Magazine article USA TODAY

BONE CEMENT Fills in Breaks and Cracks

Magazine article USA TODAY

BONE CEMENT Fills in Breaks and Cracks

Article excerpt

When 90-year-old Maude Oosterhof splintered her wrist in a fall in the garage of her Menlo Park, Calif., home late in 1999, she expected a long recovery in a cast and worried that her fragile bones might never mend. She was surprised when Stanford (Calif.) University Medical Center reconstructive surgeon Amy Ladd said she could "paste" the wrist back together with an injectable, quick-setting bone cement. Today Oosterhof's wrist is not only mended, she can play the piano, a practice she had abandoned years ago. "It's good exercise, and I even enjoy my mistakes," she says. Oosterhof's repaired wrist also gives her the ability to write notes, cook meals, and work a bit in her garden.

Ladd, associate professor of functional restoration, is one of a rare, but increasing, number of physicians who use needles and high-tech cements to fill in gaps and strengthen injured bones in wrists, hips, and spines. Also using bone cements at Stanford are Huy M. Do, assistant professor of radiology, who utilizes it to repair spines; and Stuart Goodman, chief of the Division of Orthopaedic Surgery, who uses it for patients who might otherwise require complex hip reconstruction for avascular necrosis (bone death).

The relatively quick, less-invasive procedure is often performed under regional anesthesia and offers significant pain relief within hours or days--seemingly too good to be true to patients who may have been severely incapacitated by their injury. "I was awake and talking to the doctors the whole time," notes Oosterhof. The alternative for her would have been a lengthy, major surgical procedure under general anesthesia that would require harvesting some of her own bone as a graft.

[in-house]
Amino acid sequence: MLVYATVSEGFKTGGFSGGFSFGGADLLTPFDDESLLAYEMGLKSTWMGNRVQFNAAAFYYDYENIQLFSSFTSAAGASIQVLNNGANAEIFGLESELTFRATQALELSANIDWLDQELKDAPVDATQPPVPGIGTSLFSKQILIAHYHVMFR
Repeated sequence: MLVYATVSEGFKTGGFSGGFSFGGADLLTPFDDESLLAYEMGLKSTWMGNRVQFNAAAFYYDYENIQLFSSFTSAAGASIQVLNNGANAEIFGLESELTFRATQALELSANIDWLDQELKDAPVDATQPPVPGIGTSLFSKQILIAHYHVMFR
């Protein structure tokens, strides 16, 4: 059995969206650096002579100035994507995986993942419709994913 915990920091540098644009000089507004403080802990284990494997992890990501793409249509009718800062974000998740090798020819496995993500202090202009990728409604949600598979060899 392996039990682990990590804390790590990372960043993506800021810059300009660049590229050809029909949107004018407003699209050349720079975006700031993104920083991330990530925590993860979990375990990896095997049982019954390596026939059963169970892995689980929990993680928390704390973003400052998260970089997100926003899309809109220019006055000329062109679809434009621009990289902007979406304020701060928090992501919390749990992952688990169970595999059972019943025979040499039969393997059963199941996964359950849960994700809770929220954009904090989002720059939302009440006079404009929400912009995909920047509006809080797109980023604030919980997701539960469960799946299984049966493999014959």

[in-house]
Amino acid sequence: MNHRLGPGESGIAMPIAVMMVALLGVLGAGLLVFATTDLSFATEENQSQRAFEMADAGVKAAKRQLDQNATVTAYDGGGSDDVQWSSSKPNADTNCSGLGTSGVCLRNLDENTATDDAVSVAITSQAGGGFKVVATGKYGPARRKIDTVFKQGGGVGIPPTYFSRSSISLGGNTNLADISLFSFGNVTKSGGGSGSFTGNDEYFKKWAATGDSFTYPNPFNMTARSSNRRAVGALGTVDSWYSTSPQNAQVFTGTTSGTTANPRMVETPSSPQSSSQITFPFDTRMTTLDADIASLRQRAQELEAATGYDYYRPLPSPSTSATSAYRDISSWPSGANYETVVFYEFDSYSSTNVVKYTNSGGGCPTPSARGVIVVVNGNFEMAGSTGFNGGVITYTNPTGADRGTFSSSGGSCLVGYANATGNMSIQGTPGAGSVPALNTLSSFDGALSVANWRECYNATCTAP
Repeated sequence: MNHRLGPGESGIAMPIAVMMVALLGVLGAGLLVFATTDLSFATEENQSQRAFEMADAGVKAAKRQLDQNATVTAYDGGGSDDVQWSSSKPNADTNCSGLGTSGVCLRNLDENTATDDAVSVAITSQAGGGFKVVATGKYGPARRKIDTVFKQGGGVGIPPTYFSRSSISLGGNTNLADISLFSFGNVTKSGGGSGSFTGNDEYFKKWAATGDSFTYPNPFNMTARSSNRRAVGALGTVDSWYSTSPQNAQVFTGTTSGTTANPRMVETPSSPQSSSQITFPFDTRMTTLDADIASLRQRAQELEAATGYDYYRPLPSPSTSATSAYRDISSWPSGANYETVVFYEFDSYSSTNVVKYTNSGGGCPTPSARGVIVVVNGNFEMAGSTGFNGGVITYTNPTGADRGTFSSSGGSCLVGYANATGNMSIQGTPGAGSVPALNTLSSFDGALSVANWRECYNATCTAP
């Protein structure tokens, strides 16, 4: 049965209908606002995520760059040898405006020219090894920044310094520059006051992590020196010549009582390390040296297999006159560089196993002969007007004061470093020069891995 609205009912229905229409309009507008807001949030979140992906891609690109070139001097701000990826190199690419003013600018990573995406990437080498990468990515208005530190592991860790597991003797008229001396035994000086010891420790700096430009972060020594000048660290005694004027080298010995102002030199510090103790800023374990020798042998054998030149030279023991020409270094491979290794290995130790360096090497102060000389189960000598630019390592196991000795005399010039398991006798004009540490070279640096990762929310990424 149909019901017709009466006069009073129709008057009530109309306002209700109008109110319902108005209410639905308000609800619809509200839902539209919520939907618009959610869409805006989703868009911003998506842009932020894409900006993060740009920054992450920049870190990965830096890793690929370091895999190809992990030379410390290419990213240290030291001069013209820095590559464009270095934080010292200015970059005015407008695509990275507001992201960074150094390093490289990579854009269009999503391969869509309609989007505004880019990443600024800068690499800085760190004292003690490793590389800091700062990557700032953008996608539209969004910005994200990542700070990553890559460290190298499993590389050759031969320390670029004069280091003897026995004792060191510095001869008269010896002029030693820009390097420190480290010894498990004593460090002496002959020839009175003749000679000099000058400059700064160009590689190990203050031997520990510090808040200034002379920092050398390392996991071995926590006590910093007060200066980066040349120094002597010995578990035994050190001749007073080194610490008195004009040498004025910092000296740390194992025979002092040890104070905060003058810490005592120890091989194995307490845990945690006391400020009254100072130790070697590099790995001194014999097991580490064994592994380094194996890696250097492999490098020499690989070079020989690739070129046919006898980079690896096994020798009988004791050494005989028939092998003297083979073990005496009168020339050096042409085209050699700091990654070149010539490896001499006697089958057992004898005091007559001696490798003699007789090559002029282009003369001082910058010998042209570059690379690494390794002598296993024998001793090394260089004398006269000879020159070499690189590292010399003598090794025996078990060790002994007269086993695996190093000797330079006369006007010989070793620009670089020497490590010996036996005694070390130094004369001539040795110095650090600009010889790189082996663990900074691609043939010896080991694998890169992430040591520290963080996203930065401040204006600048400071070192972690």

Although Ladd's patient was in her 90s, the procedure is "especially useful for relatively young patients--those in their 40s--who want to remain active without facing a long period of recovery and relative inactivity," indicates Goodman. "For them, the short hospital stay and rapid recovery are tremendous advantages."

Ladd and Goodman use a product called Norian SRS (Skeletal Repair System), which they say has the advantage of allowing the body to replace the cement with new bone growth over time. That's because the cement, a special formula of calcium phosphate--the naturally occurring mineral of bone--is biocompatible and defers to the body's natural inclination to repair itself over time.

Cement treatments are not for everyone, though, caution the doctors who use it. …

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